Werth: Dressed in his fringe jacket, green shirt and black cowboy hat and boots, Joe Buck packs up his cowhide suitcase with western shirts and a picture of Paul Newman from the movie Hud and rides a Greyhound to New York City only to find his new beginning as a "stud" is fraught with wake-up calls. 
After being swindled by a blousy penthouse-frau (don't-ask-me-why Academy Award-nominated Sylvia Miles), Joe meets skanky cripple Rico "Ratso" Rizzo (a post-Graduate Dustin Hoffman) and these two outsiders forge an uncomfortable, yet touching bond.  
They hatch scheme after scheme, exhausting themselves and the chances around them, until they have no other choice but to leave New York City for good. Sadly, as Nilsson croons "Everybody's Talkin'", we know that the movie-inspired dreams of these luckless scavengers are doomed whether they are in a condemned apartment building in Manhattan or on the sunny beaches of Florida.

Wise: At least the fresh orange juice will keep scurvy at bay. 

Werth: Many film-folk like to point to Easy Rider (1969) as the movie that ushered in a new era for Hollywood, but I think a better case can be made for Midnight Cowboy dragging Tinseltown into the '70's. 

Even with an initial X-Rating due to the nudity, sex, drag queens, drug use and a gay blowjob courtesy of a young Bob Balaban, Midnight Cowboy earned seven Academy Award noms and won three—including Best Picture and Best Director. 
It was the first time that the Old Guard handed its highest accolade to such edgy, raw material. Schelsinger's use of montage editing was fresh and impactful in visualizing the crossroads of daydreams, nightmares, and real life—and helped define a cinematic style, making Midnight Cowboy a new beginning for Hollywood film.

Wise: In Now, Voyager (1942), Bette Davis plays Charlotte Vale, a dowdy Boston spinster suffering under her dictatorial mother (Gladys Cooper who made a career of playing judgmental society matrons).  A kind psychiatrist, Dr. Jaquith (Claude Rains) admits her to his sanitarium where Charlotte transforms into a self-possessed woman; fearing relapse if she returns to her mother's house, Charlotte instead embarks on a cruise to South America where she meets a handsome (and married) stranger Jeremiah Duvaux Durrance (Paul Henreid).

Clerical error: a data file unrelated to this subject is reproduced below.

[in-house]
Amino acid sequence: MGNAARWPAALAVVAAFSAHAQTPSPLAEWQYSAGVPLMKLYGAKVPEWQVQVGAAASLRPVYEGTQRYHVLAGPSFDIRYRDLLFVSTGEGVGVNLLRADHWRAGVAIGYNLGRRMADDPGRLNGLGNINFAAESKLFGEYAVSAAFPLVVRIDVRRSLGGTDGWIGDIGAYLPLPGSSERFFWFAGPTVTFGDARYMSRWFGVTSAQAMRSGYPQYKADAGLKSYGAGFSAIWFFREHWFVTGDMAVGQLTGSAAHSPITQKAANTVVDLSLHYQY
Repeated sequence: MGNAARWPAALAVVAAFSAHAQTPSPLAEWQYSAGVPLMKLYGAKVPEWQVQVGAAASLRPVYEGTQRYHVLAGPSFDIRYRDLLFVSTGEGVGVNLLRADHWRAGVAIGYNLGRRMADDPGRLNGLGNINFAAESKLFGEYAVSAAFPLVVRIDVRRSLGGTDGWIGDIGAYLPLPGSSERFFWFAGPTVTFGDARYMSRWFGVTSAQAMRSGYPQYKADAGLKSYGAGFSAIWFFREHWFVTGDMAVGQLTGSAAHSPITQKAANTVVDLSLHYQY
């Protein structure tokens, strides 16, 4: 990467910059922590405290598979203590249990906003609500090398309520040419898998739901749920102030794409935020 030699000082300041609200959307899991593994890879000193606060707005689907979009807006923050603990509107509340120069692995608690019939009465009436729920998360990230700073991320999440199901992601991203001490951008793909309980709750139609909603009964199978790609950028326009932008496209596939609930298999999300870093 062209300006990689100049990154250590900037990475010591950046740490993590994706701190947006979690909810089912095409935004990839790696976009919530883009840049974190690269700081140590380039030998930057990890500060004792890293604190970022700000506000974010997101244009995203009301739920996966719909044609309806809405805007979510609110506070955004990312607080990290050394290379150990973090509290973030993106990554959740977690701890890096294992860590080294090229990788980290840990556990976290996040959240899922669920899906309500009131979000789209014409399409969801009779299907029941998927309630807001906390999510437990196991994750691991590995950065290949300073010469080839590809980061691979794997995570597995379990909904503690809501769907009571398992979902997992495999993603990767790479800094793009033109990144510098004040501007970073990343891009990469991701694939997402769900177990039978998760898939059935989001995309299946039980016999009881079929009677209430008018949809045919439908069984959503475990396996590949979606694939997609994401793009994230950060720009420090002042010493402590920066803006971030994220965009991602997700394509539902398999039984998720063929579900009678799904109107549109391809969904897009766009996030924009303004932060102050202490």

An accident during a sightseeing excursion, separates them from the ship and while stranded, they fall in love.  

Werth: Stuck together in a cabin after their Portugese taxi driver nearly takes them off a mountain cliff is reason enough for anyone to fall in love.
Wise: Unwilling to break up her lover's marriage, Charlotte returns to Boston heartbroken, but full of a strength she never knew she had.  She takes control of her relationship with her mother and gets engaged to a handsome widower from one of the most prominent Boston Brahmin families, but when a fierce argument with her mother results in her mother's sudden death, Charlotte returns to the sanitarium where she attempts to forge a new life for the second time.  

Werth: The scene of Charlotte sassing her mother to death is one of my all-time favorites.

Wise: Davis, who had always struggled against the confines of the studio system, found new independence in Now, Voyager both onscreen and off.  Because producer Hal B. Wallace developed the film as an independent production within Warner Bros., Davis was able to exert her influence on costumes, casting, and even her director Irving Rapper who found the collaboration both rewarding and exhausting.  
But it's onscreen that Davis makes her biggest transformation, not just within the film by trading dowdy foulard dresses for sleek Orry-Kelly designs, but by putting aside the snarling independence of her earlier roles and taking on a new fortitude grounded in moral certainty.  It's shocking to see Davis this tender, yet just as ferocious as she had ever been.  

Werth: And even more shocking to see her with those eyebrows.

Wise: Tune in to next week's Film Gab when we pluck out more classic films!